About the School


The Prosopon School of Iconology introduces students to the practice and theory of the ancient Christian art of Byzantine icon writing. Apprenticeship in this discipline of the hand, mind, and heart can lead beyond technical competence; the method of study promotes the incarnation of the principles of the painting experience into the other sphere’s of one’s life. Because an icon is said to be the “Gospel in color,” the School welcomes inquiring students from all backgrounds and of all levels of artistic competence. The School also encourages the search for a more profound experience of the Christian icon by means of exhibits, lectures and publications.


Iconographic Style and Method


Byzantine Church painting has flowered in different historical epochs and in different lands in various ways. Yet traditional iconography always remains within the bounds of a certain unspoken canon guided by the specific world view of the Christian faith. Today, the iconographer within the Prosopon School attempts to produce icons reflecting the inner mysterious depth and natural vibrancy evident in the greatest examples of the tradition. Especially valued in the School is the transparency and luminescence of ancient Russian icon painting which reached unique heights in the fifteenth century. However, there is no attempt to copy old icons directly. Tradition is not a thing of the past; it necessarily rejuvenates itself, clothing the eternal in new forms corresponding to the possibilities of the given era, and thereby exerting an influence on contemporary life. To produce a living icon, the aspiring iconographer must immerse her or himself in the theological and iconological principles taught by the Church while working on the refinement of his or her sense of artistic nuance.

As is fitting for the icon’s sacred function, predominantly natural materials are used in the School: wooden panels gessoed with natural ground, gilding by the bole method, egg tempera with ground pigments, and linseed oil finish. The iconographic method of the School is characterized by a multi-step process in which the succession of steps is concrete and definite, as in the liturgical services of the Church. Although the striving is for a high artistic level, the focus of the icon writer is nevertheless on personal spiritual discipline and spiritual growth within the teachings of the Orthodox Church.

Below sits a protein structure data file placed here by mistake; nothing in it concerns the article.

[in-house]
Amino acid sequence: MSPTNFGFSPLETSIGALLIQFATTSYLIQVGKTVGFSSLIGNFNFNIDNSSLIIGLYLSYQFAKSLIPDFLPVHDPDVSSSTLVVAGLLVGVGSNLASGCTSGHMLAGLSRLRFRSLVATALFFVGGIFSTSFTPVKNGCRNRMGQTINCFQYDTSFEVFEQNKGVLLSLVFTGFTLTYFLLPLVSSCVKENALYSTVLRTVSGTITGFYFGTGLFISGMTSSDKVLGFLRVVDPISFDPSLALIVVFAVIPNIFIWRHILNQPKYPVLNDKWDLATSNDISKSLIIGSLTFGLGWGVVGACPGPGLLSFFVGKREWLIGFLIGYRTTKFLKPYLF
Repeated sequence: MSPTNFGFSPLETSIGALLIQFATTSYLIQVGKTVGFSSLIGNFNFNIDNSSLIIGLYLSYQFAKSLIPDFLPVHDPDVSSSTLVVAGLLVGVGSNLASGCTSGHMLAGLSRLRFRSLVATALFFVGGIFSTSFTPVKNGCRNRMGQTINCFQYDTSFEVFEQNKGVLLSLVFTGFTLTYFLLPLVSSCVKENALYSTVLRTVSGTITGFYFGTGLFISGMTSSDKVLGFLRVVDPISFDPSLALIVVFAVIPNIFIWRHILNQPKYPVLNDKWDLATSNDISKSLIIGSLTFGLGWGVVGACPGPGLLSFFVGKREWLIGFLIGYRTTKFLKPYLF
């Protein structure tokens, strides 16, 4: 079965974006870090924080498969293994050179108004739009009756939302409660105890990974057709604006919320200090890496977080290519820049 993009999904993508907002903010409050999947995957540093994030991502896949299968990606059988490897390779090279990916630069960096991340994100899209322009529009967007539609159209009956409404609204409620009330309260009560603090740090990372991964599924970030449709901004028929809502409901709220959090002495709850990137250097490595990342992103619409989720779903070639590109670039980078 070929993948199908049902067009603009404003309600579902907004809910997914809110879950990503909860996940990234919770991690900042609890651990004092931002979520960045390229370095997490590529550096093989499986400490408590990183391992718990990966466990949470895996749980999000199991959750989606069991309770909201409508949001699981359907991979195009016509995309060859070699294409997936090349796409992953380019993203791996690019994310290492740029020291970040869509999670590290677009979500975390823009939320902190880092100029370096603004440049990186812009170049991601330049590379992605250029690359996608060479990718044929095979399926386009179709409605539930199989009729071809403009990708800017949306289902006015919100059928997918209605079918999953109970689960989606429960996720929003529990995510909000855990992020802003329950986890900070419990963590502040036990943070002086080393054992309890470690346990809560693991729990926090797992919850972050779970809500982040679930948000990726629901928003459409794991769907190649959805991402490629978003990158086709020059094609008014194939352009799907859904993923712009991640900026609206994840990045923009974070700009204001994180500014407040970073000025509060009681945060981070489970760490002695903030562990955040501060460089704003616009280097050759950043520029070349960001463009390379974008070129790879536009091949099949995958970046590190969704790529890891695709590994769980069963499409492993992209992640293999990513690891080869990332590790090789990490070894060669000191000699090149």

History and Founder


The Prosopon School of Iconology was founded by iconographer Vladislav Andrejev, who was born in 1938, in St. Petersburg, Russia. After receiving a formal education in the Tavrichesky School of Art and the Moscow Polygraphic Institute, Vladislav became interested in religious art, which was impossible to practice during the Soviet regime. The search for deeper meaning in life and art urged him on to solitary travels in parts of the Russian wilderness, including the Carpathian and Caucasus Mountains, where Orthodox recluse-monks lived in hiding. The search also led him to encounters with the monk-iconographer Abbot Alipiy of the Pskov Caves Monstery and to independent study of icon painting. In 1980 Vladislav emigrated to the United States. Becoming established in America during a period when interest in the Icon was growing, he has since written numerous icons which can be found in churches and homes throughout the world. Vladislav has been teaching and lecturing since 1985.

Over the years Vladislav’s iconographic technique and teaching method developed into a distinct school of painting and iconological interpretation. In 2000, the Prosopon School of Iconology was formally named, receiving the blessing of Archbishop Peter (L’Huillier) of New York and New Jersey, and the support of Theodosius, Metropolitan of All America and Canada (OCA). In this new stage of growth, the School is composed of the founder and a core faculty of trained instructors heading Prosopon studios in locations throughout the United States, Russia and Europe. Since its inception, the school has introduced thousand of students to the theory and practice of iconography through its workshops.